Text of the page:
To keep up to date, follow Cardiff Animation Festival on Twitter, Facebook and Instagram and sign up to their mailing list for more updates and announcements as they are released.

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Cineworld: Event Working and Social Media Scheduling by Emily

As well as continuing to learn all about the programming at Cineworld, and even creating the schedule for a film myself, I was also given the opportunity to encounter other aspects of the exhibition sector. Something I was especially looking forward to discovering more about was social media scheduling/marketing as this is an area I could picture myself working in in the future.Screenshot 2020-03-26 at 11.28.51.png

After meeting the member of staff who runs the social media, I was briefed about his role each week which involves scheduling the Facebook posts for the following week and putting up posters throughout the building. As this doesn’t tend to take him more than a day to complete, and similarly to the staff working on programming, he also works on front of house on the other days serving customers at the tills and checking tickets before customers enter the screening room.

I never quite realised how much thought had to go into the planning process of the social media. Because of the Facebook algorithm, for example, they aim to only post 3 statuses at peak times (between 10:00am and 2:00pm) throughout the week to ensure as many people as possible are seeing the posts.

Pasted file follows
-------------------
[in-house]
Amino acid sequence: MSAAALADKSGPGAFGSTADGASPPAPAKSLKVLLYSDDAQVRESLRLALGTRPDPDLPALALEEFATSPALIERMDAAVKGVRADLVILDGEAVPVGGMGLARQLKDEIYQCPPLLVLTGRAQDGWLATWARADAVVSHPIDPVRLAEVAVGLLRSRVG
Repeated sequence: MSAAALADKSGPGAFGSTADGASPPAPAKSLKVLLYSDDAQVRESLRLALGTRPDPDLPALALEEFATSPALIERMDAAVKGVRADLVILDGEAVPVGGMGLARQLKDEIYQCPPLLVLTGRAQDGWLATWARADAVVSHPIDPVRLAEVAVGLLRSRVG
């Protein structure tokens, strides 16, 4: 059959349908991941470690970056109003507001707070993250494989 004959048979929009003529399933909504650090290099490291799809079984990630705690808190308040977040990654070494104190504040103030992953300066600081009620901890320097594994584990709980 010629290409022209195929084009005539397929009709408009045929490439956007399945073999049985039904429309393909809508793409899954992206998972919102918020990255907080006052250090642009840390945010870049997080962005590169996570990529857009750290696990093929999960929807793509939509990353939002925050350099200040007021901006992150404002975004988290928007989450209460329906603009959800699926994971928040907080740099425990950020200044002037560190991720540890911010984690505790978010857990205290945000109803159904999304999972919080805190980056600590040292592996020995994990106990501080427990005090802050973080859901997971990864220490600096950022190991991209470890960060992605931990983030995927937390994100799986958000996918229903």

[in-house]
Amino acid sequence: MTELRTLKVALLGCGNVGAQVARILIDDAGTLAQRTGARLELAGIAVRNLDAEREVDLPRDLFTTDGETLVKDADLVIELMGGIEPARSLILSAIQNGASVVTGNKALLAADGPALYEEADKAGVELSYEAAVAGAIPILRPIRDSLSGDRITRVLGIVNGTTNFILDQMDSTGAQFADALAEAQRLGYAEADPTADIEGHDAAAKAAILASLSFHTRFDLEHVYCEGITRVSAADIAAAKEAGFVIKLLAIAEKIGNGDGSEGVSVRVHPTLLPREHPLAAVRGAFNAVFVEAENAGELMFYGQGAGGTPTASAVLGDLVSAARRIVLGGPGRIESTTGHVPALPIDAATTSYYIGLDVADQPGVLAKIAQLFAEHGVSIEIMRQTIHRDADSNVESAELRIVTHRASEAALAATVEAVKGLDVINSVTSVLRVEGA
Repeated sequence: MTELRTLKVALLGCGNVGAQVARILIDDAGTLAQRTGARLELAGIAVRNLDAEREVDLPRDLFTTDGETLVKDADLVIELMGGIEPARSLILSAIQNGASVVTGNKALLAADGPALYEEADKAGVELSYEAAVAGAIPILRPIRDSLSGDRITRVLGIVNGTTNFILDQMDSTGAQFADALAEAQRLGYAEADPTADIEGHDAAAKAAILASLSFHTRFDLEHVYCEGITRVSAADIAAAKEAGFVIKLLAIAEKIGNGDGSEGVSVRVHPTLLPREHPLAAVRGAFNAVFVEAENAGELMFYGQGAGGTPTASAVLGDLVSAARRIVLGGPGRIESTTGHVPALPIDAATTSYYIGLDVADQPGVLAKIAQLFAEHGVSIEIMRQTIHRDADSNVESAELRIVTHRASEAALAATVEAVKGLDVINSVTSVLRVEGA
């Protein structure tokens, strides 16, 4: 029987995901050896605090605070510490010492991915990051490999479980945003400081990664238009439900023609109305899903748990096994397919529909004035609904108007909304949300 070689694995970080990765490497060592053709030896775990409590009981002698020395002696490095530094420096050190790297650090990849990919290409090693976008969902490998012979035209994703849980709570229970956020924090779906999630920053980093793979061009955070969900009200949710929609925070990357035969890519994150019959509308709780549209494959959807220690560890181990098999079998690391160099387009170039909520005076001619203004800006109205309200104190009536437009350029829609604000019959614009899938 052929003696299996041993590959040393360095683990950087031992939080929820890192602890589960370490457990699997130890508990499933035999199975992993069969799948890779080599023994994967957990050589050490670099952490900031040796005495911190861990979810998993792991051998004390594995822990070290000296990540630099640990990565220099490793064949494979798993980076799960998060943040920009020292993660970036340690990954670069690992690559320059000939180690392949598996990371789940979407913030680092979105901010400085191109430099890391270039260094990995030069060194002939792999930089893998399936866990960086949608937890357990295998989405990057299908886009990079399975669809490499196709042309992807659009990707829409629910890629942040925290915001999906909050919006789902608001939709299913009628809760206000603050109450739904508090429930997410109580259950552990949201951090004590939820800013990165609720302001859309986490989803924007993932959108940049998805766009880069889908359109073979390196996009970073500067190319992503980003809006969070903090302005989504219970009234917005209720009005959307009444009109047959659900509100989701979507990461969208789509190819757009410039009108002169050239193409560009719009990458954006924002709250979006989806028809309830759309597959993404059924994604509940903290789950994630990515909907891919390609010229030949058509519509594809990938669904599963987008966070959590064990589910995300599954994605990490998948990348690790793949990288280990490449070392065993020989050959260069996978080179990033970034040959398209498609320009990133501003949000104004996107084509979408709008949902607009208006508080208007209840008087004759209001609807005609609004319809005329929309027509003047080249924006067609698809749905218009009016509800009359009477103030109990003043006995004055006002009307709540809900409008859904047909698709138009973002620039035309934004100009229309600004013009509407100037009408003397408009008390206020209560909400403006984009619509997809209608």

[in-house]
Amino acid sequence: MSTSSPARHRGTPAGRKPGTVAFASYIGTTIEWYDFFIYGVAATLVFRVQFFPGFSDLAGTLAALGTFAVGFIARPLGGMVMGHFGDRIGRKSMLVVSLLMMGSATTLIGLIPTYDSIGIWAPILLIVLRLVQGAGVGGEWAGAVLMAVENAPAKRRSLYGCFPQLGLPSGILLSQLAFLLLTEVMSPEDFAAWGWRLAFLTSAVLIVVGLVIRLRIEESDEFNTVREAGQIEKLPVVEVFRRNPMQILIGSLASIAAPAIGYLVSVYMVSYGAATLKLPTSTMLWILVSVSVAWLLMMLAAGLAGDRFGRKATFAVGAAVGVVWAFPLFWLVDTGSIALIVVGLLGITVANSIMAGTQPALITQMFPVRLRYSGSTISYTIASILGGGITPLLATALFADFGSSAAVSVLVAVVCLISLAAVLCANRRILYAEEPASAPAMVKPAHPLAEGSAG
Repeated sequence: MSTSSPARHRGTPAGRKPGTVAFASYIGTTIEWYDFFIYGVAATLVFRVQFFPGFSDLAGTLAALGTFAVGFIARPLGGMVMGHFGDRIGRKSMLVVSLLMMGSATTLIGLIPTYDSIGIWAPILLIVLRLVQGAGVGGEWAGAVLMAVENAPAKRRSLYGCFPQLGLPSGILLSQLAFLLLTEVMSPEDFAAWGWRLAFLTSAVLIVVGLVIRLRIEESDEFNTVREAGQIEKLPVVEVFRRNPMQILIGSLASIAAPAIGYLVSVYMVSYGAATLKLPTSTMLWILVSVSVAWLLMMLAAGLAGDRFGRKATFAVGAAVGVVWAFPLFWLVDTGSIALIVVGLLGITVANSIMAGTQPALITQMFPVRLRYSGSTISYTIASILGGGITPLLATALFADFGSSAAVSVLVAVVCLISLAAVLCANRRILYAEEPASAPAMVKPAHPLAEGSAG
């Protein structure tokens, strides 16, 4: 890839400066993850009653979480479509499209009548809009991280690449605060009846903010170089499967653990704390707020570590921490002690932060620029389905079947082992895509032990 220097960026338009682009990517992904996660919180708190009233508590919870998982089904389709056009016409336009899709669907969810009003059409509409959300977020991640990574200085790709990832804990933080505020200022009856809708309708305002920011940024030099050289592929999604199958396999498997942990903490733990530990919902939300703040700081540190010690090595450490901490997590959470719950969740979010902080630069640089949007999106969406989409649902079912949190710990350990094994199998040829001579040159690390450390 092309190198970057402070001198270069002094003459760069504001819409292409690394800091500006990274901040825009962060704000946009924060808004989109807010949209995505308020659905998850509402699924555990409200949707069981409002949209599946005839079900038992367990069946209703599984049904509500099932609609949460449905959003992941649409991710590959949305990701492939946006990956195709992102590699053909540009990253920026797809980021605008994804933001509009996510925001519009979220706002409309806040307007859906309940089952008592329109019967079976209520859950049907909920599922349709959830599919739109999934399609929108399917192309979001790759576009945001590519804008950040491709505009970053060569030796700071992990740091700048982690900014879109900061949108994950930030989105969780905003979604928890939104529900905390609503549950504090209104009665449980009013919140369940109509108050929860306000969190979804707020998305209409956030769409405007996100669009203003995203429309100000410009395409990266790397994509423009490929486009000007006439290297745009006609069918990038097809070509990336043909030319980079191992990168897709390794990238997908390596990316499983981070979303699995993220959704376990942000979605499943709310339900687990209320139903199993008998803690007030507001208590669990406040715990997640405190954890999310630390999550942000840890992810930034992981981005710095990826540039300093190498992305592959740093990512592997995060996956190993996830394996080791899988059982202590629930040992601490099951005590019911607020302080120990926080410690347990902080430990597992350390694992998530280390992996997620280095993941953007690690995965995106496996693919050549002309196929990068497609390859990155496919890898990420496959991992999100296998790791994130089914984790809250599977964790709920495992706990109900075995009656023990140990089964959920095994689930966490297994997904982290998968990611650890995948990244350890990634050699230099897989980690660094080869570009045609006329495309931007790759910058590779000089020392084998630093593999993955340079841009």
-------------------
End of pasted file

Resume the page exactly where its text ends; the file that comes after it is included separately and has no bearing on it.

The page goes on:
If any events are coming up or a new film release, he tries to make sure these feature on their social media. And sometimes head office make specific requests about what should be promoted that week. Together we undertook the careful research task to discover which film poster was the most appropriate to use, being an official poster instead of a fan-made one, for example. Precision and an eye for detail were required when ensuring that we attached the correct link to take customers straight onto Cardiff Cineworld when booking tickets.

The layout of the post tends to include: the film/event title, a brief synopsis of the film/event, the link to book tickets and the film/event poster.